One zipper on either side of the stainless frame.  
This project was much too complex to handle entirely on the boat.  I needed space on land, so I commandeered the picnic pavilion at the old marina, South Annapolis Yacht Centre.  A worn sail from our last boat provided me with luff tape, welting and plenty of sailcloth to use for pattern making.   Several decisions needed to be made at that point.  One was that the new shade panels would be much longer than the old set of them.  Also, the shade panels at the stern would snap over the bimini frame because there was no reasonable way to zip it onto the canvas in that location.  The side panels, however, would, be zipped onto the bimini, similar to how the original shade panels had been attached.  I numbered my stern pattern pieces 1-3 which was important since each of the three was a different shape.  The two sides were mirror shapes.

My SailRite shipment arrived at the marina 6 days later. Three boxes.  It felt a little like Christmas in July.  I sent my husband out for a 20' orange power cord that I could use under the picnic pavilion and took out the hot knife.  One of the great advantages of using a hot knife is that canvas and line will not fray, thereby saving time and eliminating the need to finish the raw edges.  Also, it's possible to cut through a few layers of SunBrella at the same time, something I could not have done with traditional shears.   I am impressed that the hot knife gets hot enough in only 6 seconds to cut through materials "like buttah!"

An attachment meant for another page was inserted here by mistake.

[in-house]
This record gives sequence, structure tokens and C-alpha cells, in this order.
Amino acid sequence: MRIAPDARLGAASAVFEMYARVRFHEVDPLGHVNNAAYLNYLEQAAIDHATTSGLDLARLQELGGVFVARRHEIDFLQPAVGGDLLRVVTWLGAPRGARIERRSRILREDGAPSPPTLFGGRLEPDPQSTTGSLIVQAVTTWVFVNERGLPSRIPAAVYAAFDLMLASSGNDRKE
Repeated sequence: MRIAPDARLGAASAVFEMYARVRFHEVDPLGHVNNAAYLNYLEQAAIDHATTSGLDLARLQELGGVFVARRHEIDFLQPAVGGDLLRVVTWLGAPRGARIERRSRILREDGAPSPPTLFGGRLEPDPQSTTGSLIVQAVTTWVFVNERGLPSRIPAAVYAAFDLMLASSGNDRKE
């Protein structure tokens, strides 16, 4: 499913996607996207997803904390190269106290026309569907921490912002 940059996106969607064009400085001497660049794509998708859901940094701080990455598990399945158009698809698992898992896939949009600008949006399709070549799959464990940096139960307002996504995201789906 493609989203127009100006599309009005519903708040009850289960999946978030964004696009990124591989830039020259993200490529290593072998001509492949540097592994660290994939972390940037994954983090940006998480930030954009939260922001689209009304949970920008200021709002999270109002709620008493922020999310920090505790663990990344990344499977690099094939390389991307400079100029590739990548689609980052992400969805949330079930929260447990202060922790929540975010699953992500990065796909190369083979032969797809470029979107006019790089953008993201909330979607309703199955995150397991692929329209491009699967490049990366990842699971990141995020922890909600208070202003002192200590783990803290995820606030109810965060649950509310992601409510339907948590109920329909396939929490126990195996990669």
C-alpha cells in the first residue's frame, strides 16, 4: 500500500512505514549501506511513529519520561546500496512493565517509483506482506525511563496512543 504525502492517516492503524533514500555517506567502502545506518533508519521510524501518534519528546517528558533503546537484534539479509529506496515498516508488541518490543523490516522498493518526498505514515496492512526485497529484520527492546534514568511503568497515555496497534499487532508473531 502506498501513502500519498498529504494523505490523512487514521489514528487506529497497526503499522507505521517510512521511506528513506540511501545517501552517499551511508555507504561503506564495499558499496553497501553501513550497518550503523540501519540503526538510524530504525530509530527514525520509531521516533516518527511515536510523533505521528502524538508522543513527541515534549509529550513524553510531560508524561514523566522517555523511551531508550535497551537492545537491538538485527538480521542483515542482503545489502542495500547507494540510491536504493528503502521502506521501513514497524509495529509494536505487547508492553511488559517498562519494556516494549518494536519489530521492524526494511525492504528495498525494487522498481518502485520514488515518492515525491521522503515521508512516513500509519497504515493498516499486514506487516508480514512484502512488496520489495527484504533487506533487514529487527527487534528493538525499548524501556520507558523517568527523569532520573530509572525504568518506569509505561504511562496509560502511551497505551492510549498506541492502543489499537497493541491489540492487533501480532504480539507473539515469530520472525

One side panel down; the others are up.  Rainy day. 

The next dilemma for me was how to connect the side panels at the stern.  I opted to simply use snaps to connect the sides to the frame at the starboard and port "corners."